One of Lane's men, Rowland Griffin, was convicted and sent to prison in 1594 for robbery. On the other hand, John Harris, a member of the same expedition was knighted in 1603 at the coronation of James I.

There may have been at least two college students among the Roanokers. Thomas Luddington, one of Lane's men, was a fellow of Lincoln College, Oxford, while Thomas Harriot, another Lane colonist, was a fellow of Corpus Christi College, Cambridge, from 1579 to 1586 and held the master's degree from the same college.

Thomas Hewet may have been the lawyer of the lost colonists. At any rate, he had a law degree from Oxford University. Robert Holecroft of Westminster, one of the Lane colonists, once appeared in court representing several dock and river workers.

It is possible that one of Lane's men recruited a colonist for his college. Both William White and Richard Wildye were graduates of the same Oxford College and it appears that young Thomas Hulme, a member of the same expedition, entered their college the year following his return from Roanoke. Richard Ireland of the same colony entered Christ Church College, Oxford, two years later and eventually was headmaster of Westminster School.

It may have been thought that there would be a need for a particular official to serve with the Lane colony. At any rate, Lane had with him Christopher Marshall, described as "one of the waiters in the port of London", and a waiter at a port was a customs collector.

Lost Colonist William Nicholes may have been a tailor. A "clothworker" of that name was married in London in 1580 and in 1590 we find the grant of a license to someone else "to occupy the trade of a clothier during the minority of George Nicholes, son of William Nicholes." I wonder if a place was being held for the orphaned son of a lost colonist.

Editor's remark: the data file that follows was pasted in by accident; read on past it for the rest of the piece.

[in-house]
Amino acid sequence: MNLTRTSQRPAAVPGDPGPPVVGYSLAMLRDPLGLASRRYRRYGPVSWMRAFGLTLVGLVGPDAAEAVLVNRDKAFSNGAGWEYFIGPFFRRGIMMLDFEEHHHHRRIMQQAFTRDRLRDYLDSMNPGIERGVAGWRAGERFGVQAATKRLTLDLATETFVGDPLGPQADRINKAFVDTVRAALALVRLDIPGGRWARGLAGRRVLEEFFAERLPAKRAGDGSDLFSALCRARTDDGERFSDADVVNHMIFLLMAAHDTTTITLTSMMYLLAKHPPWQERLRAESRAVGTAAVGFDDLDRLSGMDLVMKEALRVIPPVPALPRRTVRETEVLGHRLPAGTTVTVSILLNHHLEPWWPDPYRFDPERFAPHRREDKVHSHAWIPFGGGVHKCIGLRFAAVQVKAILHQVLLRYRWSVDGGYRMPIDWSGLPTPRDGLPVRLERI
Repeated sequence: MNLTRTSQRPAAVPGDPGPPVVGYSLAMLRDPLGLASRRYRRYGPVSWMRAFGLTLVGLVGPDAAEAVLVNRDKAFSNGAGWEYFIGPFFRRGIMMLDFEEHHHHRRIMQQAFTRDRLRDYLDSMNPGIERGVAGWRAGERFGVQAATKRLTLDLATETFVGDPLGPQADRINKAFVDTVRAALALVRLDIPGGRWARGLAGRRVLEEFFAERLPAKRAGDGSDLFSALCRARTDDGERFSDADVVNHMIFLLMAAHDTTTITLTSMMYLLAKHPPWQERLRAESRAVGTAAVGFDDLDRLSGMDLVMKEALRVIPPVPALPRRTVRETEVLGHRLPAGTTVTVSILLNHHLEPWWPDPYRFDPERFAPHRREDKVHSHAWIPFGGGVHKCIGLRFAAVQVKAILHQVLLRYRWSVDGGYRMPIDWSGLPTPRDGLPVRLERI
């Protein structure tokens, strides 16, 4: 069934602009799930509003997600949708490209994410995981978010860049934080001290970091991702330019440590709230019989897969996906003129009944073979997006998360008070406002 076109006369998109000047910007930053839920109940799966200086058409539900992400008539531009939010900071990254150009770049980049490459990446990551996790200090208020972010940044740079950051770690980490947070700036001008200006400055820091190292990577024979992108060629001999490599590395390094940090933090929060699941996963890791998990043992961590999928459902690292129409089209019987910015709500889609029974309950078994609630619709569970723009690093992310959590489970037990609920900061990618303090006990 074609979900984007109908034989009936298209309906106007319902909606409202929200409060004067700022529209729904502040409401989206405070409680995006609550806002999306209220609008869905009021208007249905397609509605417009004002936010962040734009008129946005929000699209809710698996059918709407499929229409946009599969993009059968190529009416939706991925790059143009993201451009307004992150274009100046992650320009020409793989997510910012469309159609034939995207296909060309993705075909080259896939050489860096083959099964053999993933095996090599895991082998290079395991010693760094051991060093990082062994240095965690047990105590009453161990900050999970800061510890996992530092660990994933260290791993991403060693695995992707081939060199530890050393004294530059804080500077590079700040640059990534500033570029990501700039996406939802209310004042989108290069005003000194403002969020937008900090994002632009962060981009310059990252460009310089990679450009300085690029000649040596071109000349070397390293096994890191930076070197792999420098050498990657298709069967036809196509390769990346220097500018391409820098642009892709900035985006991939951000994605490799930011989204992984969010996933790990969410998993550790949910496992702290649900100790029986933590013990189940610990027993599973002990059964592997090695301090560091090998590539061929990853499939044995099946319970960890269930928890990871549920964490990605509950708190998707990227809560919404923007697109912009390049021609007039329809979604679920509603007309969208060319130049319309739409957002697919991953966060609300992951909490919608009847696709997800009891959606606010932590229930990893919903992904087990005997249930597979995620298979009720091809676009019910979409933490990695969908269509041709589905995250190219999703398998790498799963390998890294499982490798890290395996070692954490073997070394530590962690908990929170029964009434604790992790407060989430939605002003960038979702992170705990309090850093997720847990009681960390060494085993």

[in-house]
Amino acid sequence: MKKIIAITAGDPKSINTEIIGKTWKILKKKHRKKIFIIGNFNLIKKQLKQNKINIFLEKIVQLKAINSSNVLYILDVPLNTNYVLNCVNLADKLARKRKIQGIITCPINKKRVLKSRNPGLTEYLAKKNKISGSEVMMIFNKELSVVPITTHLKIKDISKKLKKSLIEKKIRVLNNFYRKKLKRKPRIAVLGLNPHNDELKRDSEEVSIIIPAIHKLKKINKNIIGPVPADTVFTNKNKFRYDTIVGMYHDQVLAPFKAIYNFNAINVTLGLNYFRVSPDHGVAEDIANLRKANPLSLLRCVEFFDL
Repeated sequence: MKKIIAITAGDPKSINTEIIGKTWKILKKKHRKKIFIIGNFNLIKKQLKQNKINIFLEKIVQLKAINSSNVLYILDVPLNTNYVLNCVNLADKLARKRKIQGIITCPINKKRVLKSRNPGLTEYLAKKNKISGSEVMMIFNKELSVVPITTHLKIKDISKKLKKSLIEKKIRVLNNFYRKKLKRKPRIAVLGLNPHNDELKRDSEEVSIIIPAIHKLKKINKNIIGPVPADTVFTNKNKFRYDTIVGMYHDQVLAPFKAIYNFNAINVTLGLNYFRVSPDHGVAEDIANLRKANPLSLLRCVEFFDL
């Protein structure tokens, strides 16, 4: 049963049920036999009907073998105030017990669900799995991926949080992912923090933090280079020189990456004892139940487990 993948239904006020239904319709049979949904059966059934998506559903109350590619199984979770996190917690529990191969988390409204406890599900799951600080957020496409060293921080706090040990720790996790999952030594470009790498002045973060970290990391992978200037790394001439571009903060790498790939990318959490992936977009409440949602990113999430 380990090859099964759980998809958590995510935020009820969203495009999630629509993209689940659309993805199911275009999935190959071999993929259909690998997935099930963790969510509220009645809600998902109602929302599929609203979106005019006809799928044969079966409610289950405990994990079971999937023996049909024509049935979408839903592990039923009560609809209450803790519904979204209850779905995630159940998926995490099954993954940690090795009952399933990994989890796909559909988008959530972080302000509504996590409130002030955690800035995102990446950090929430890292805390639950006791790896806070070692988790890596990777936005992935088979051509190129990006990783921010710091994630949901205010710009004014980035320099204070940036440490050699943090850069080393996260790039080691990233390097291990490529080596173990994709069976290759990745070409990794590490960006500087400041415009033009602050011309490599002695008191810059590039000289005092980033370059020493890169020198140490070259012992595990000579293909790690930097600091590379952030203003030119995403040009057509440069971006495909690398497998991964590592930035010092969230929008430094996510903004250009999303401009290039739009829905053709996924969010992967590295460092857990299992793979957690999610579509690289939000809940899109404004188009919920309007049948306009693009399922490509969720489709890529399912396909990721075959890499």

George Raymond, who came over in 1585 was a captain on the Royal Navy at the time of the Spanish Armada threat. In 1591 when he sailed on an expedition to the West Indies, he was described as a "gentleman captain and privateer promoter." 

Anthony Rowse was a member of Lane's expedition. A man of the same name had been a member of Parliament the year before and afterward was sheriff of Cornwall for several years. He was knighted in 1503 and at the death of Drake was executor of his estate. At the other extreme was Richard Sare of the same expedition, described simply as a laborer. Considering the significance of rank and position at that time, I have my own opinion as to which man would have been more valuable in such an expedition.

John Spendlove, later a lost colonist, was described on a 1585 muster list as a "gentleman" and reported present with his horse.

John Stukely came over in 1585. One of this name was Sir Richard Grenville's brother-in-law and the father of Sir Lewis Stukely who had an unfortunate role in the downfall and death of Sir Walter Raleigh. 

John Twyt was one of Lane's men and one John Twyt was a London apothecary in 1580. We do not know whether this represents one man or two, but an apothecary would certainly have filled a potential need with the colony.

Both Benjamin and John Wood were with the Amadas and Barlowe initial trip in 1584. Later a Benjamin Wood had an interesting career at sea and was a noted navigator and captain. He fills a niche in the annals of British naval history for this attempt to reach China. He was known to have arrived at the Malay Peninsula but was later lost at sea. John Wood had already been a muster captain and after returning home, became one of the jurates of the town and port of Sandwich. He as knighted in 1603 at the coronation of James I.

While doubt may be cast on the association of some of these people with the Ronaoke ventures, there are others about whom there is no doubt at all. Philip Amadas was born in Devonshire, England and at the age of 19 while a member of Raleigh's household, was chosen by Raleigh to explore the coast of America and select a site for a settlement. He returned to America the following year and remained a year under Ralph Lane. A few years ago there were reports in the press that his family home near Plymouth had been identified, the family coat of arms was carved in stone above a fireplace.